It’s ironic that just when early childhood is faced with the challenge of weaving more and stronger academics into what it already does, K-12 educators are confronting the need to address issues beyond academics, such as health, fitness, and nutrition. The Ed.gov blog features a letter from Arne Duncan calling for K-12 educators to help make sure children have health insurance, with an aside on the importance of addressing childhood obesity.
First Lady Michelle Obama’s Let’s Move initiative has been making waves in K-12 schools across the country. Her home town of Chicago is working hard to make school food healthier and encourage physical fitness through Go for the Gold, sponsored by the Healthy Schools Campaign. Already, Chicago has adopted healthier menus citywide in its new food service contract. (Full disclosure: I’m working with Go for the Gold to encourage Chicago high schools to meet its standards for healthy food, physical fitness, and nutrition education.) An Aug. 17 luncheon previewed some of the new menu selections, including a combo of chicken jambalaya, cornbread, and tomato-cucumber salad created by a high school culinary arts student. Yummy!
Let’s Move also encourages moms to eat healthy while pregnant and breastfeeding, supporting nutrition for their kids from the start. At its annual conference Nov. 5 in California, NAEYC will join the movement for healthier eating and physical fitness by featuring an expert panel on childhood obesity. Panelists will include Dianne Ward, professor of nutrition and co-director of the doctoral program in the Department of Nutrition at the University of North Carolina-Chapel Hill, who led the team that developed a nutrition and physical activity self-assessment for child care centers.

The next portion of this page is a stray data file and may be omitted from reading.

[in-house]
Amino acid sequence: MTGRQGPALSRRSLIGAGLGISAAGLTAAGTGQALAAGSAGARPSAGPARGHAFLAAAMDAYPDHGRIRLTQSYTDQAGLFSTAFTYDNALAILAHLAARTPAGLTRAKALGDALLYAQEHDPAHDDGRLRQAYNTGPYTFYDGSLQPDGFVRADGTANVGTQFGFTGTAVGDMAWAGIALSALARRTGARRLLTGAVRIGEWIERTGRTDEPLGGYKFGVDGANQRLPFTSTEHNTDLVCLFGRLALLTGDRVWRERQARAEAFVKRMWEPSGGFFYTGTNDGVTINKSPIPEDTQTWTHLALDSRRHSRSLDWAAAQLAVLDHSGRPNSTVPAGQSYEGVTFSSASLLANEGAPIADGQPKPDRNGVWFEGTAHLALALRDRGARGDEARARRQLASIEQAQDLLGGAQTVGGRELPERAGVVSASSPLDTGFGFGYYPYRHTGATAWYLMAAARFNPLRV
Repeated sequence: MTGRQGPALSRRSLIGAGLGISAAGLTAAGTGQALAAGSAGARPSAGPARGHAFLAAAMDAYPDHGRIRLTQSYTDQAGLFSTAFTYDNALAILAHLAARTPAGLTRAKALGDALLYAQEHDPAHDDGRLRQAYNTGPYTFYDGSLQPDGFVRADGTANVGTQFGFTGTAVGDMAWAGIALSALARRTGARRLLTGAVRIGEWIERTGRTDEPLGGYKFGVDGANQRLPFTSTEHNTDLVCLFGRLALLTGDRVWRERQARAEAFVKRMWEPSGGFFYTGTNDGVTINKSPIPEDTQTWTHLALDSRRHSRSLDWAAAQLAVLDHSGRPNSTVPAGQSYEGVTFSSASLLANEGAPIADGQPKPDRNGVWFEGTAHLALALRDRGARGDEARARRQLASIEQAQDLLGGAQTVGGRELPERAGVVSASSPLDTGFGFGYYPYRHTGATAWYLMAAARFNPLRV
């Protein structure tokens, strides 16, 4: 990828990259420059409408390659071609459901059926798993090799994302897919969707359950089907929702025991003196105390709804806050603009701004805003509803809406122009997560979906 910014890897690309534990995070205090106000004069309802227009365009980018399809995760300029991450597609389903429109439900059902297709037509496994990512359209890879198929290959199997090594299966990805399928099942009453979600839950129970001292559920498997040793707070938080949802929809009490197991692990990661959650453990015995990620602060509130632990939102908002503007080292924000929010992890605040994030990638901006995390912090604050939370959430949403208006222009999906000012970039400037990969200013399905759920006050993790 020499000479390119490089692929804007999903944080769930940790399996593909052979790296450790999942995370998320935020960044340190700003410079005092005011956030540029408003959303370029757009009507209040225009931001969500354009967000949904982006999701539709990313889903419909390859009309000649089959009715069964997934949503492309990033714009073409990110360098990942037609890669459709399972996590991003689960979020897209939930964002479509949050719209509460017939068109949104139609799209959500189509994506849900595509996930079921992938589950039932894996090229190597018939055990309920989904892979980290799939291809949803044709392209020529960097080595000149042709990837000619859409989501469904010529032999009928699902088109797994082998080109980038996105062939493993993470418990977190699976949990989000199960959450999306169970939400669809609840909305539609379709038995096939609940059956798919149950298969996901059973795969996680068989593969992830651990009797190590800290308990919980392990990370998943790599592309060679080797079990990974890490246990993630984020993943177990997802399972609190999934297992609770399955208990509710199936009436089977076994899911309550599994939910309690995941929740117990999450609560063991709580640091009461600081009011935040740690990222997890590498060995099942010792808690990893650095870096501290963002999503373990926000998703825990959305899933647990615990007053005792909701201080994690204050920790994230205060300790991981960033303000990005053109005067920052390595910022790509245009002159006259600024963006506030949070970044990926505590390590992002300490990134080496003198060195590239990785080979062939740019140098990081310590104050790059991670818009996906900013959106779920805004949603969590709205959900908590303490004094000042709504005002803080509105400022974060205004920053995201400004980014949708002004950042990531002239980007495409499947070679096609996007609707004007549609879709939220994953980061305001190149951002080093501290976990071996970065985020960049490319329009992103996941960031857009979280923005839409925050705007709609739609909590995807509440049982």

There’s a really ritzy new infant-to-five-years day care center in Chicago, Little Green Tree House, that uses its healthy, organic food as a selling point. I went on the tour a couple of weeks ago and they certainly are walking their talk as an eco-friendly, healthy eating, physically fit place to put a young child. They even have a wonderful indoor play area for year-round physical activity--a must here in the Windy City. But as you can imagine, it’s not cheap to enroll your child: Full-time care will set parents back over $1,600 a month!
How do we get good quality food and fitness to our youngest kids without breaking the bank?
A version of this news article first appeared in the Early Years blog.